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my question is similar into this one, but I hadn't found info that I need. I have my class constructor.

CustomTreeViewItem::CustomTreeViewItem(CustomTreeView* list) 
    : m_childs(), m_expanded(false), m_list(list), m_components(), m_depth(1), 
    m_rect(), m_root(this)

I use this pointer in constructor but do not call any methods from that so I do not invoke undefined behavior. So everything is fine, but I got warning, now I'm writing some lib (little framework) so I have to write error-free code. So I have changed my code into this:

CustomTreeViewItem::CustomTreeViewItem(CustomTreeView* list) 
    : m_childs(), m_expanded(false), m_list(list), m_components(), m_depth(1), 
    m_rect(), m_root(NULL)
    m_root = this;

Now I do not get any warning, however in this way I lose performance (very slightly, but anyway it is loss). I want to ask if there isn't any way to keep the highest performance and prevent this warning.

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marked as duplicate by Joachim Pileborg, Fred Larson, nijansen, Kate Gregory, BartoszKP Sep 23 '13 at 16:54

This question has been asked before and already has an answer. If those answers do not fully address your question, please ask a new question.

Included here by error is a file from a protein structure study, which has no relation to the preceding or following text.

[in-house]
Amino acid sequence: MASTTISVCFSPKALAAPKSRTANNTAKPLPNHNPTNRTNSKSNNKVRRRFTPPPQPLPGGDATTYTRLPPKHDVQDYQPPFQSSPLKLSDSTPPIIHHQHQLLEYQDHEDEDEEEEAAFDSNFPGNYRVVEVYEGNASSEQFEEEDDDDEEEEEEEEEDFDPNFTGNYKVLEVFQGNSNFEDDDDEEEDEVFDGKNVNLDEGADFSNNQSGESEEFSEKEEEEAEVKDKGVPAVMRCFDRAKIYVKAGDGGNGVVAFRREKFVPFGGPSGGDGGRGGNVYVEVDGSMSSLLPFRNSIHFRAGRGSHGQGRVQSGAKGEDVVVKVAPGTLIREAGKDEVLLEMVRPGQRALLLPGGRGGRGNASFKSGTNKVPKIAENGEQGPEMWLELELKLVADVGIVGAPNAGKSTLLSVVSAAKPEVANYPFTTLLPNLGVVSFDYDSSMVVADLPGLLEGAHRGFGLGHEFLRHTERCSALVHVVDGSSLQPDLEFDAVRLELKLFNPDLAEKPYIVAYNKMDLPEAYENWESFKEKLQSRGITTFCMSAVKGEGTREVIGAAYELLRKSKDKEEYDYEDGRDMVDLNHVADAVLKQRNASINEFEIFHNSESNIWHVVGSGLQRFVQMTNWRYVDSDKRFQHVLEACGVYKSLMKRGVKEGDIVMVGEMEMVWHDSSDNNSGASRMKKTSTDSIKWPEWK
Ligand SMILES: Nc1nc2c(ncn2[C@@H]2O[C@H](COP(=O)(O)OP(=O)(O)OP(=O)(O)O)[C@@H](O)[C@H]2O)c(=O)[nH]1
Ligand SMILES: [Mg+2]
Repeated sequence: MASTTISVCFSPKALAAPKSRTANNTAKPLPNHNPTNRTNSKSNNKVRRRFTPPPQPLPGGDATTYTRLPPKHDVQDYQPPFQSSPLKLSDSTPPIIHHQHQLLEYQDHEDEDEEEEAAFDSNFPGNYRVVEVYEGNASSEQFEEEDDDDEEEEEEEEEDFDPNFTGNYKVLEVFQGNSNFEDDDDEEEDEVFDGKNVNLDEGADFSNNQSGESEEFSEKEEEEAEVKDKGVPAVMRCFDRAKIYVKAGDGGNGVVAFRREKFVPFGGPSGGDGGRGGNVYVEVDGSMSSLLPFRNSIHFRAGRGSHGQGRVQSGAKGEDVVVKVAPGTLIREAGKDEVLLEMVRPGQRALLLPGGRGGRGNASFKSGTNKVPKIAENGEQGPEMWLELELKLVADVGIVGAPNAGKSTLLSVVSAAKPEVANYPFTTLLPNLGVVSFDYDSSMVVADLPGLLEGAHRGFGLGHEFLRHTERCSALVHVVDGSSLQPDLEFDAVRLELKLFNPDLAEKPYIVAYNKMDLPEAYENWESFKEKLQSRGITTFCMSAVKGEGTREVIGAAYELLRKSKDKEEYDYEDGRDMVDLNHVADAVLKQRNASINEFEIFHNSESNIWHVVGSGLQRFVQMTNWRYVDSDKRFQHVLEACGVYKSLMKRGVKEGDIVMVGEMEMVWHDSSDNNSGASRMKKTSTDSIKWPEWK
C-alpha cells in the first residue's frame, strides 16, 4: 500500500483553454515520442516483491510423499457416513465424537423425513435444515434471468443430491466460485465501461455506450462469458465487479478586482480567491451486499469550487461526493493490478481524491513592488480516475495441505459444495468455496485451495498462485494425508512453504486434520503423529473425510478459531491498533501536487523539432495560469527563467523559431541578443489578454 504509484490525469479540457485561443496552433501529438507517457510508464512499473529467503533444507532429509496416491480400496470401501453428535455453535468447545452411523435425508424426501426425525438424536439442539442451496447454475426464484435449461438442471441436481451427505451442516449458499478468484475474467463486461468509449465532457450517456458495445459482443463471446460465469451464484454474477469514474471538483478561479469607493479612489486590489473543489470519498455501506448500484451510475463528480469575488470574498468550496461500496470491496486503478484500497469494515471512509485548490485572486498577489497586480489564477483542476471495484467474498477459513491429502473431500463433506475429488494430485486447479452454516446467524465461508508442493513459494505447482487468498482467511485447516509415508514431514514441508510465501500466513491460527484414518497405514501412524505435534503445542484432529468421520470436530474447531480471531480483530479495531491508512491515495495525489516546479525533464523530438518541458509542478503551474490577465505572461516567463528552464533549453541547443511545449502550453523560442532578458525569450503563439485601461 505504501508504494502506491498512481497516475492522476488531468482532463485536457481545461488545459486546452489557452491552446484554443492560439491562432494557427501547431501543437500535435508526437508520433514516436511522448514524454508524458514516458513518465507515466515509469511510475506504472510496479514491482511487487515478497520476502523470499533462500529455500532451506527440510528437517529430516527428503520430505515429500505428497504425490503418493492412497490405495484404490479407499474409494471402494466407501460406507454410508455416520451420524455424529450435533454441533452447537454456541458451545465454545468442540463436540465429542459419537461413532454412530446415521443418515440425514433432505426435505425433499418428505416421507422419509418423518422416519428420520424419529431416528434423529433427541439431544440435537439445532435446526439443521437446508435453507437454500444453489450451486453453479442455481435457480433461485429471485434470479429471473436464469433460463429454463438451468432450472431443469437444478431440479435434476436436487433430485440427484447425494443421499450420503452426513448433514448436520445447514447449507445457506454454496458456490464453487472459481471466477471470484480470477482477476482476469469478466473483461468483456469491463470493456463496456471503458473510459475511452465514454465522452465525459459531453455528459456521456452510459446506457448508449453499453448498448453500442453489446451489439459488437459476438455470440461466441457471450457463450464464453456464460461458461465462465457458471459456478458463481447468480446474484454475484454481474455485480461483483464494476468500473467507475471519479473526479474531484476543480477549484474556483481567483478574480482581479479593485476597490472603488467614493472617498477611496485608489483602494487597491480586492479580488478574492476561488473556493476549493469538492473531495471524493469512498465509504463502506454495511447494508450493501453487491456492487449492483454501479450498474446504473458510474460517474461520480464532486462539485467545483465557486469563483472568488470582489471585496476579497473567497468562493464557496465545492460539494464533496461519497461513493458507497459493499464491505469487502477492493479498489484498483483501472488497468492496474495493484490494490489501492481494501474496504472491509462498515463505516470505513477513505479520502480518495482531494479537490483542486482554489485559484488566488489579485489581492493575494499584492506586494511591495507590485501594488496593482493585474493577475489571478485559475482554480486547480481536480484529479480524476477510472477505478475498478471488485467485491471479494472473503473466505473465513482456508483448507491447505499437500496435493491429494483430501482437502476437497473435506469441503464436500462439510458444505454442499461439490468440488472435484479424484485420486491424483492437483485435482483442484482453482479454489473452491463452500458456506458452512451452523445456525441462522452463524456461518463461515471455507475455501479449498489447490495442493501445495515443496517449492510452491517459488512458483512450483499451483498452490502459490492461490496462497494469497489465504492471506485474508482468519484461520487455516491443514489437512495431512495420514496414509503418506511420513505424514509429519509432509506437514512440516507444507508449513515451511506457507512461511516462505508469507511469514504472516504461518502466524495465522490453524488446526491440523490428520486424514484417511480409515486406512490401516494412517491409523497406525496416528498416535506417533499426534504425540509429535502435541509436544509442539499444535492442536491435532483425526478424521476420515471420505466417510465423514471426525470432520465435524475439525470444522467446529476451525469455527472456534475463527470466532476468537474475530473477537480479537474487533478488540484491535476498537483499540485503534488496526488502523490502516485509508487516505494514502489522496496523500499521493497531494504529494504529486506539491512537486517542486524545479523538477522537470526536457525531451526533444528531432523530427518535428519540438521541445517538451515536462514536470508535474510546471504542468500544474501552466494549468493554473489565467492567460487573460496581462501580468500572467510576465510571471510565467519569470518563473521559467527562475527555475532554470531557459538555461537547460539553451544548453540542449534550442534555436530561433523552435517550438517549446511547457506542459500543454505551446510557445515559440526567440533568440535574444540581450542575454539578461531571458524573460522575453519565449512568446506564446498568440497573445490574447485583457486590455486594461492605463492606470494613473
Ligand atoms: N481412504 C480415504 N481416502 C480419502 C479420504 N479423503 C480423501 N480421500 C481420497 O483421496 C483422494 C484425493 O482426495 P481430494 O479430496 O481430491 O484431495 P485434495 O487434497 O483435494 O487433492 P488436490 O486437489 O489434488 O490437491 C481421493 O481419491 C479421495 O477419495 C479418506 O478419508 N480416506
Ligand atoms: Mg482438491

Are you sure that you lose performance with optimization enabled? Doesn't seem to make a difference for the assembly generated by g++ here. Also, you could use #pragma to disable warnings if you know exactly what you're doing. –  nijansen Sep 23 '13 at 13:51
@nijansen this will be used for new projects and for old (very old) so compilers variates. –  ST3 Sep 23 '13 at 13:54

2 Answers 2

up vote 5 down vote accepted

If the pointer is only stored for later use, the Standard guarantees this is perfectly safe.

You likely will need to use a pragma to disable the warning. And warning control is non-portable (other compilers will likely just ignore your pragma and continue to warn).

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First thing is that the compiler should not complain about that, the next thing is that the alternative version of the code, where the m_root is set to NULL (should be nullptr) and later to this will most probably not have a performance impact at all. Any optimizing compiler should be able to merge both writes into a single write with this. Take a look at the assembly. Even if that triggered an extra write, the variable is hot, so it is just an L1 write and the cost would not be noticeable.

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Fully agree with that; and from what I've tested so far compilers agree with that as well if you compile with optimization enabled. –  nijansen Sep 23 '13 at 14:10

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